I got up and decided to make a small lunch: a low carb wrap with a chicken patty and string cheese. The wrap is about 3 carbs, and the chicken patty has around 30ish grams of protein, but I ate only 1/2 of the patty. Soon after, my pump showed that I was heading up fast, so I bolused, and when I checked about an hour later, it was around 150, so I wasn't too concerned. I need to brush up on my pumping knowledge because I still don't understand how protein affects blood sugar levels.
I didn't eat much today because I was feeling tired from the night before still and just kind of blah in general. Also my normal eating schedule was way off, and nothing really sounded good. I turned down my basal for a while because I thought I might hit the gym, but then decided I was too tired and would take the dog for a short walk. By the way, the dog I am referring to is not the one in the picture--that dog belongs to my oldest brother and his wife. My blood sugar had gone up to the 200s and that short walk didn't really do anything to bring it down. I did a correction and decided to wait a while before I made dinner. This is where it goes downhill real fast! I had green beans, some sweet potato french fries, a slice of a wheat baguette and lamb. It was delicious, but I am pretty sure I have no idea what I'm doing when it comes to meat and its fat content. I thought I bolused enough for the carbs, and I decided to increase my basal, but only by 10%. Soon after, I was getting the arrow up and I started feeling really sick. I was at 250 and going up so I decided to manually give myself extra insulin over the next hour or two. I know I could have used the extended bolus feature, but I used to pretty good about guessing how much to dose out over an extended time...not so much anymore. I gave myself at least 2-2.5 extra units insulin, if not more, based on the #s I was getting and how I was feeling. Even still, it wasn't enough because I was in the 300s for at least a couple of hours and it was AWFUL. I really need to get some ketone strips. I felt dizzy, nauseated and felt like everything was just too hard...even just laying there on the couch. I was worried that it was taking too long to come down. My roommates and I were about to watch The Bachelor (yes, it's a roommate ritual), but I was so sick and so upset over my high #s, that I called my mom and started sobbing. I share a lot of things with my roommies, and they know all about the ups and downs of my diabetes, but I felt really alone in that moment and I didn't want them to be concerned about me. Instead, I walked into my room and called my mom and cried for a couple minutes. She asked what she could do, and I said "nothing. It's just tiring." Then I wiped my tears and went back in to watch the show, all the while keeping close tabs on my numbers.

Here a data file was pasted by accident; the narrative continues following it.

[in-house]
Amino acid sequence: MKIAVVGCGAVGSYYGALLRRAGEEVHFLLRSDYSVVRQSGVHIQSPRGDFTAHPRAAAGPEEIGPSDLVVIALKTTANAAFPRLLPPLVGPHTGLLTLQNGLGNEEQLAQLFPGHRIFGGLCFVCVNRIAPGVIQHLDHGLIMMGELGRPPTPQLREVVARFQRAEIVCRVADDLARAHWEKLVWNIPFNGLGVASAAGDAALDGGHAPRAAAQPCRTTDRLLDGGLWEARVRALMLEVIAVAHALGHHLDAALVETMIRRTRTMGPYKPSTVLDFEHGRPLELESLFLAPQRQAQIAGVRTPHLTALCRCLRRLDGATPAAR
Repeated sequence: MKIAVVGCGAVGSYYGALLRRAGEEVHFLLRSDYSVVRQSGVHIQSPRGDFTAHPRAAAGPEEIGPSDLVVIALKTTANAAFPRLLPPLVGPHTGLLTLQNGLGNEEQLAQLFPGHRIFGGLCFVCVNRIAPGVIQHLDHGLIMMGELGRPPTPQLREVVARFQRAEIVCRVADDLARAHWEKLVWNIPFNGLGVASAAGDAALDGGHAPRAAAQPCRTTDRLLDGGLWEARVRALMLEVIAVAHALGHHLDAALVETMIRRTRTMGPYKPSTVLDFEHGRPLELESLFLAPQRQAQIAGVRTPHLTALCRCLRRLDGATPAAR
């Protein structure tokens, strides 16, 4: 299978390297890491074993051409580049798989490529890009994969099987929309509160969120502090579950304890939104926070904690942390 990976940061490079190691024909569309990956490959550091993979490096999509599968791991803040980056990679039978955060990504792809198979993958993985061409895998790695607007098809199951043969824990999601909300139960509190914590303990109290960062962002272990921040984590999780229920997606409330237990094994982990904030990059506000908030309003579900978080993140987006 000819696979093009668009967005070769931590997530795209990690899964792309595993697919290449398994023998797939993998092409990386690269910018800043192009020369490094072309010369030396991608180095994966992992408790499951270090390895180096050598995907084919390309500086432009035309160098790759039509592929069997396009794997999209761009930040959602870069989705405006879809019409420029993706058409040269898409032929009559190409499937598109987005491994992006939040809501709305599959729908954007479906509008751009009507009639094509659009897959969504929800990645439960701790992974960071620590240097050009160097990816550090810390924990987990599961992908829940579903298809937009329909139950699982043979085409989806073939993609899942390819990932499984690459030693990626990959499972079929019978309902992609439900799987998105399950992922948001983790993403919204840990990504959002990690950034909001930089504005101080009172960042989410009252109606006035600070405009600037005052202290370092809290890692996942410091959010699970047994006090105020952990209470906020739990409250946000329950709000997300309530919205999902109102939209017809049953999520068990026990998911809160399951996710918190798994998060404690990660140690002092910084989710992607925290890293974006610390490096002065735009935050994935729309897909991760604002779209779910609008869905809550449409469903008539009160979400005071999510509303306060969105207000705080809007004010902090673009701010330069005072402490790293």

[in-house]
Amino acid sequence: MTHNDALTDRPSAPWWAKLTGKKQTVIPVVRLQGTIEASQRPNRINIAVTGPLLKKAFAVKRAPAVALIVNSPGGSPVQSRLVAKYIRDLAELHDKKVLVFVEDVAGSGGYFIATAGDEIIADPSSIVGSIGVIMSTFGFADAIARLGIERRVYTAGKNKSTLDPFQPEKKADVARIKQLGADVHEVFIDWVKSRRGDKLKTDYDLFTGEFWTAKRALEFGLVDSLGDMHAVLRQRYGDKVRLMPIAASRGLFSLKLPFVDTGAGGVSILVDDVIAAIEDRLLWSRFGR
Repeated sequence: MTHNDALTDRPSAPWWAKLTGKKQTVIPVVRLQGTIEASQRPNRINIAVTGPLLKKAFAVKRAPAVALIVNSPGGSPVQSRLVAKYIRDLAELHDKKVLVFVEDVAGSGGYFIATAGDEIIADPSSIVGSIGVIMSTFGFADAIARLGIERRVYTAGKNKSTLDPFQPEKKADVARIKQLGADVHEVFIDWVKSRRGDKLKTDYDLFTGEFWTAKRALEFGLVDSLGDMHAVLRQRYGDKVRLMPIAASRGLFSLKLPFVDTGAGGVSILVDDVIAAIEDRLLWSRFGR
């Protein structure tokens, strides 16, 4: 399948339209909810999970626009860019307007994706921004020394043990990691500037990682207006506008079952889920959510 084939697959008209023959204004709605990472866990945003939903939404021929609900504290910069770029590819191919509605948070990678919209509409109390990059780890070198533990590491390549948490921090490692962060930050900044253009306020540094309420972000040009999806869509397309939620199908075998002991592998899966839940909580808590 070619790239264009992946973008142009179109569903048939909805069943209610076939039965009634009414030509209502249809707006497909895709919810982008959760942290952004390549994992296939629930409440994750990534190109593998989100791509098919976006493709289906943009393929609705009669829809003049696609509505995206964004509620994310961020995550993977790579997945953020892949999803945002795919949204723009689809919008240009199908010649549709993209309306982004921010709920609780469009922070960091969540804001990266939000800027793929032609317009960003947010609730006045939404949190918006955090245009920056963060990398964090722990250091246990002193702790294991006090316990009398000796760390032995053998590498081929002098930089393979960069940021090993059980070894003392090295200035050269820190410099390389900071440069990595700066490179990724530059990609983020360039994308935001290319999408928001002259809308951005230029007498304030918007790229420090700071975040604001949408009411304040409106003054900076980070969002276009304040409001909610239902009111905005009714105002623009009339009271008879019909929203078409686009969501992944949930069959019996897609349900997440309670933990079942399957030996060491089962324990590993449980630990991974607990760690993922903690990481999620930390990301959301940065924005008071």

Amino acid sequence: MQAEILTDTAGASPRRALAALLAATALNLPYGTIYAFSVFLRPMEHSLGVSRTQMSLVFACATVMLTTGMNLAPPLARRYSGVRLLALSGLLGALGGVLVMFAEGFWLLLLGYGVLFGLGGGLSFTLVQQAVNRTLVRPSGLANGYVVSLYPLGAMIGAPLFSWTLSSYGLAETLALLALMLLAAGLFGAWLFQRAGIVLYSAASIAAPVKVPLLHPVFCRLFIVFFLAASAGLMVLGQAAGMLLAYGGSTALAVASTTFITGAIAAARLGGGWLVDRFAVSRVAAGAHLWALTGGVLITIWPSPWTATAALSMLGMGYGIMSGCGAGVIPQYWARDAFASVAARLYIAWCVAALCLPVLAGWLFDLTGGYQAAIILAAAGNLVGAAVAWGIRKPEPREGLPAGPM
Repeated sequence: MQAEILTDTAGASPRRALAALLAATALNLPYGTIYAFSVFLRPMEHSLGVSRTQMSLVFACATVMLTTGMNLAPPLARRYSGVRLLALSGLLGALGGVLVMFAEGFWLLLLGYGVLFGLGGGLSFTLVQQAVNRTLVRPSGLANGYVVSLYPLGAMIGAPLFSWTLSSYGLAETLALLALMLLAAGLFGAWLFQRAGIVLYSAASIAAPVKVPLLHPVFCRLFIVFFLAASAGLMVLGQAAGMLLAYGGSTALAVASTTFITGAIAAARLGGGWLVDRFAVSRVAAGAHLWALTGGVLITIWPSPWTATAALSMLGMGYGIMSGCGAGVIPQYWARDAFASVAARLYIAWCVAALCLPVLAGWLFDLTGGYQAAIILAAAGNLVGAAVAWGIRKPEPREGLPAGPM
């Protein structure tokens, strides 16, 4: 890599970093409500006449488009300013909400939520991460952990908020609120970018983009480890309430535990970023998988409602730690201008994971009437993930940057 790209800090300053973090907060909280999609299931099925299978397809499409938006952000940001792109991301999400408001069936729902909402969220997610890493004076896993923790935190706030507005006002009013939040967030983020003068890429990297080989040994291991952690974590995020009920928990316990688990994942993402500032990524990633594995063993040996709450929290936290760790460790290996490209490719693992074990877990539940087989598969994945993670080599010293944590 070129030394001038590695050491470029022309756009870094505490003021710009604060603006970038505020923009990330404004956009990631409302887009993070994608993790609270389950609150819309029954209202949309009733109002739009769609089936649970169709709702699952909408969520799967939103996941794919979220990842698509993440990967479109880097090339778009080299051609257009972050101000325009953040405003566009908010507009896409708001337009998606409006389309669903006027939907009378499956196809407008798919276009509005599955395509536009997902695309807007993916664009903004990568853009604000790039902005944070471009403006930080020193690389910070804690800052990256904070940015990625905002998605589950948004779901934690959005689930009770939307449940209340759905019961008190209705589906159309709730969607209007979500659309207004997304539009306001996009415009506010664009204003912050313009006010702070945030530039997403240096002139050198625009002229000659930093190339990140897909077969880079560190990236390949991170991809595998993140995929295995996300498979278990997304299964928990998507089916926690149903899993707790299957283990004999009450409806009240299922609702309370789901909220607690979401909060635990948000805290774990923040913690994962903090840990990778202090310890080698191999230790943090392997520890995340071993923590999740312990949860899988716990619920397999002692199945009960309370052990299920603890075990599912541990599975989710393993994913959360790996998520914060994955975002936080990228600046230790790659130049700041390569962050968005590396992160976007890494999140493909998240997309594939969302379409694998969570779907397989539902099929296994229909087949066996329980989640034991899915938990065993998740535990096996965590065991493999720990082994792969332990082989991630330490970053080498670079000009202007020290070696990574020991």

Towards the end of the show, I was hovering in the 170s-180s according to my sensor, but the meter read 220 so I gave myself a correction and am now waiting for it to drop to a normal bedtime #. Sensor is showing 150s currently, so hopefully the # will be stabilized soon. Unfortunately I still feel terrible. I feel better than when I was in the 300s but I still feel sick to my stomach, like I might throw up at any time. Me and nausea do not mix well. I haven't vomited from sickness since I was around the age of 7...I am pretty sure my body decided it didn't like the act of throwing up and would not do it again. (I will admit I've thrown up a few times from drinking too much alcohol, but I have no desire to reach that point ever again.)
Part of my frustration is that I feel like I really don't understand my diabetes right now, and I know that I need to understand fat and protein better. There's just so much EFFORT involved all the time. And you have to keep putting forth the effort so you can understand it all better. You have to put effort into re-educating yourself. Sometimes I really wish that all the people closest to me could just carry it for a bit, just shoulder what currently feels like a burden, and then they could truly understand how hard it is and how much effort it takes every single moment of the day. Sigh.